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Sharing an office with a development team can be a challenge when you are a system administrator, you are always finding yourself doing “quick deploys” or logging into servers to take a look at configuration changes which “didn’t quite go as planned”.

As the team I work alongside currently have three projects in flight and each project is made up of three servers, development, staging and production, rather than carry on with giving the development team access to the servers or doing the deployments for them we decided it was time to make a few changes and automate their deployments.

The first thing we did was to sit down with the developers to document all of their different deployment processes and procedures – while each of the applications they are working on is being developed using the same framework there were slight differences in how each of the applications needed to be deployed.

Once we had the procedures documented we wrote an Ansible playbook which took everything we had learned and standardised them, we tried to make the tasks in the playbook as re-usable as possible, and everything, when it came to deploying and interacting with the code, was an option which could be toggled per project.

Now that we had a set of playbooks we discussed how best they could be executed, for the development and staging servers we decided that a webhook triggering an unattended deployment when the corresponding branch was updated the best option, for production we needed something which allowed named individuals to trigger a deployment quickly. The solution we came up with was to deploy Ansible AWX and Jenkins.

Jenkins was deployed to intercept the webhook from GitHub and then trigger the correct playbook run in Ansible AWX; this covered the unattended development and staging deployments meaning that developers were now in control of their deployments, all they needed to do was commit code to the required branch.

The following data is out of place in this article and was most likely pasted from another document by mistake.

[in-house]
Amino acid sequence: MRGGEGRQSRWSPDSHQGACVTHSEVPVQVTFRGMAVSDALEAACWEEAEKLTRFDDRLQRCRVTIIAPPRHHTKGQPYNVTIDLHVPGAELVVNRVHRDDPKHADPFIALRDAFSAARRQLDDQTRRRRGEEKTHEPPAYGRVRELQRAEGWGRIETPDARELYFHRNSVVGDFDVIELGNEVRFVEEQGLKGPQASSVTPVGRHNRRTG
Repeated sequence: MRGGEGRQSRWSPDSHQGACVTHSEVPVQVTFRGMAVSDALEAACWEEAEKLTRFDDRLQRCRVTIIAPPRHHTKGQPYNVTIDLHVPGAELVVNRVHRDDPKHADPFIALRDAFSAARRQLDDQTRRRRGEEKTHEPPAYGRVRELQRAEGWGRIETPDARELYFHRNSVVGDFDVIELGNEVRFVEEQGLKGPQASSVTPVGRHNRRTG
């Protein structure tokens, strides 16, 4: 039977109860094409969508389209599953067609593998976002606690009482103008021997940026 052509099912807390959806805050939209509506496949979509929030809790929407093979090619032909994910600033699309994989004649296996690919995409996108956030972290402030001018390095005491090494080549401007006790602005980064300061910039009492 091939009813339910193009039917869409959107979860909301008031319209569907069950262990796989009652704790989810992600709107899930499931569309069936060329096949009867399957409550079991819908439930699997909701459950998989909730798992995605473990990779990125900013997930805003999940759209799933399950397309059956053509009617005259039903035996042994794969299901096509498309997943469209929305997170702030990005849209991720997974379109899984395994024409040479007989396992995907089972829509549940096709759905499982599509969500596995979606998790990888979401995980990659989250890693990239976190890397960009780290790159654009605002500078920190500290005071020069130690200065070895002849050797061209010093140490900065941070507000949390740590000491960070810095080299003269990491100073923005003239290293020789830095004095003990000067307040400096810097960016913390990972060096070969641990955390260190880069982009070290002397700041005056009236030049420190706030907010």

As you can see from the screen below, using Ansible AWX gave the development team an overview of the jobs which had been executed along with the status;

Ansible AWX dashboard

As Ansible AWX allows role-based access, this was also used as the tool which enabled people, such as the development manager, to manually trigger production deployments without having to have Ansible installed.

All of this means that the developers no longer need to login to any of the servers to action changes, and more importantly, the only time we have to get involved with a deployment is if there is an error flagged within Ansible AWX.

Russ McKendrick

Russ McKendrick

Practice Manager (SRE & DevOps)

Russ heads up the SRE & DevOps team here at N4Stack.

He's spent almost 25 years working in IT and related industries and currently works exclusively with Linux.

When he's not out buying way too many records, Russ loves to write and has now published six books.

To find out more about Russ click here!

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